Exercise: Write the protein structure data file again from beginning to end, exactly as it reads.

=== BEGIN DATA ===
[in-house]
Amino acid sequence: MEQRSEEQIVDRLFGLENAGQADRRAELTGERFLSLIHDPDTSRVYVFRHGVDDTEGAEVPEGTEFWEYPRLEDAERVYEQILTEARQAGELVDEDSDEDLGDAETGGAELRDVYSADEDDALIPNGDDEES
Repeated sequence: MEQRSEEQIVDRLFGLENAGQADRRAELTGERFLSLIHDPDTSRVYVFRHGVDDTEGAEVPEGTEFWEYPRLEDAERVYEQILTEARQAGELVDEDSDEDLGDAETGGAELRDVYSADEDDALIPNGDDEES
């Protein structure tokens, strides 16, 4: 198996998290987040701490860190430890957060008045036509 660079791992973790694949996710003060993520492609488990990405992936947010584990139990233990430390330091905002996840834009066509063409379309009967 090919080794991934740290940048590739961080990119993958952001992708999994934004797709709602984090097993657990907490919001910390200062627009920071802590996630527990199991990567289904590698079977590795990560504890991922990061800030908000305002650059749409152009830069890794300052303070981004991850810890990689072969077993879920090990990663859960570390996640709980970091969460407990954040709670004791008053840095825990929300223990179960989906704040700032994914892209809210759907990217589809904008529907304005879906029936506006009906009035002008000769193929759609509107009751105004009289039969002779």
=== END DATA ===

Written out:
[in-house]
Amino acid sequence: MEQRSEEQIVDRLFGLENAGQADRRAELTGERFLSLIHDPDTSRVYVFRHGVDDTEGAEVPEGTEFWEYPRLEDAERVYEQILTEARQAGELVDEDSDEDLGDAETGGAELRDVYSADEDDALIPNGDDEES
Repeated sequence: MEQRSEEQIVDRLFGLENAGQADRRAELTGERFLSLIHDPDTSRVYVFRHGVDDTEGAEVPEGTEFWEYPRLEDAERVYEQILTEARQAGELVDEDSDEDLGDAETGGAELRDVYSADEDDALIPNGDDEES
């Protein structure tokens, strides 16, 4: 198996998290987040701490860190430890957060008045036509 660079791992973790694949996710003060993520492609488990990405992936947010584990139990233990430390330091905002996840834009066509063409379309009967 090919080794991934740290940048590739961080990119993958952001992708999994934004797709709602984090097993657990907490919001910390200062627009920071802590996630527990199991990567289904590698079977590795990560504890991922990061800030908000305002650059749409152009830069890794300052303070981004991850810890990689072969077993879920090990990663859960570390996640709980970091969460407990954040709670004791008053840095825990929300223990179960989906704040700032994914892209809210759907990217589809904008529907304005879906029936506006009906009035002008000769193929759609509107009751105004009289039969002779």